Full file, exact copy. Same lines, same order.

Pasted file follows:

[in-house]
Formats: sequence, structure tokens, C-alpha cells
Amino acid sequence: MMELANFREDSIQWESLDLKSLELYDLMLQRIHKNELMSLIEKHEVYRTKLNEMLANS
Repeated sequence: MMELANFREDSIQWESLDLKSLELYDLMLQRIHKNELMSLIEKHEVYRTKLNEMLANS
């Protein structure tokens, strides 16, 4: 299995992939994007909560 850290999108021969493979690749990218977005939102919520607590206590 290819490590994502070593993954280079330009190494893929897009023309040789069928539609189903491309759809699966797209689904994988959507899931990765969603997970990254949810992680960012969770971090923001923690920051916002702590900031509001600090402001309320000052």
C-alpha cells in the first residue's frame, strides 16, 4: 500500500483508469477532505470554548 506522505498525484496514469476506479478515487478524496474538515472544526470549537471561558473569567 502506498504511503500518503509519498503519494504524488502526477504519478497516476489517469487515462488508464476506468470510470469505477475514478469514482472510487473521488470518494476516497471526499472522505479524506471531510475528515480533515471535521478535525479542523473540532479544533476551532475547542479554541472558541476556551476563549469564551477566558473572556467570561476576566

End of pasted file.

[in-house]
Formats: sequence, structure tokens, C-alpha cells
Amino acid sequence: MMELANFREDSIQWESLDLKSLELYDLMLQRIHKNELMSLIEKHEVYRTKLNEMLANS
Repeated sequence: MMELANFREDSIQWESLDLKSLELYDLMLQRIHKNELMSLIEKHEVYRTKLNEMLANS
């Protein structure tokens, strides 16, 4: 299995992939994007909560 850290999108021969493979690749990218977005939102919520607590206590 290819490590994502070593993954280079330009190494893929897009023309040789069928539609189903491309759809699966797209689904994988959507899931990765969603997970990254949810992680960012969770971090923001923690920051916002702590900031509001600090402001309320000052």
C-alpha cells in the first residue's frame, strides 16, 4: 500500500483508469477532505470554548 506522505498525484496514469476506479478515487478524496474538515472544526470549537471561558473569567 502506498504511503500518503509519498503519494504524488502526477504519478497516476489517469487515462488508464476506468470510470469505477475514478469514482472510487473521488470518494476516497471526499472522505479524506471531510475528515480533515471535521478535525479542523473540532479544533476551532475547542479554541472558541476556551476563549469564551477566558473572556467570561476576566